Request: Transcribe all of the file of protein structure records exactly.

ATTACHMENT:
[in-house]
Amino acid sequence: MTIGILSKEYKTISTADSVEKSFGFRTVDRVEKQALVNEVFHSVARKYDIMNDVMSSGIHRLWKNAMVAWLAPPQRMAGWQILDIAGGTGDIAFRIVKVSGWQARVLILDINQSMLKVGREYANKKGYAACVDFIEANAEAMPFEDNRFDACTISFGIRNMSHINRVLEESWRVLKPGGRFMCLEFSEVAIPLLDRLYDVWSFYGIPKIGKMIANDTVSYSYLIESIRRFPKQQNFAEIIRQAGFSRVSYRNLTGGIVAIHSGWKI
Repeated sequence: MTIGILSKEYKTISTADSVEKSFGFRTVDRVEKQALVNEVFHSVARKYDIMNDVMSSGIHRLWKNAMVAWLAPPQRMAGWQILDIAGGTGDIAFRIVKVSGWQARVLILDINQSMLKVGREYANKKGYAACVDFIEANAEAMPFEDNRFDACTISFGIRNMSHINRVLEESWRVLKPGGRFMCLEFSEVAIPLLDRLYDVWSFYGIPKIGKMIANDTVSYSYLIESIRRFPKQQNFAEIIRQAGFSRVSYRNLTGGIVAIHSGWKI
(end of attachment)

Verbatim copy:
[in-house]
Amino acid sequence: MTIGILSKEYKTISTADSVEKSFGFRTVDRVEKQALVNEVFHSVARKYDIMNDVMSSGIHRLWKNAMVAWLAPPQRMAGWQILDIAGGTGDIAFRIVKVSGWQARVLILDINQSMLKVGREYANKKGYAACVDFIEANAEAMPFEDNRFDACTISFGIRNMSHINRVLEESWRVLKPGGRFMCLEFSEVAIPLLDRLYDVWSFYGIPKIGKMIANDTVSYSYLIESIRRFPKQQNFAEIIRQAGFSRVSYRNLTGGIVAIHSGWKI
Repeated sequence: MTIGILSKEYKTISTADSVEKSFGFRTVDRVEKQALVNEVFHSVARKYDIMNDVMSSGIHRLWKNAMVAWLAPPQRMAGWQILDIAGGTGDIAFRIVKVSGWQARVLILDINQSMLKVGREYANKKGYAACVDFIEANAEAMPFEDNRFDACTISFGIRNMSHINRVLEESWRVLKPGGRFMCLEFSEVAIPLLDRLYDVWSFYGIPKIGKMIANDTVSYSYLIESIRRFPKQQNFAEIIRQAGFSRVSYRNLTGGIVAIHSGWKI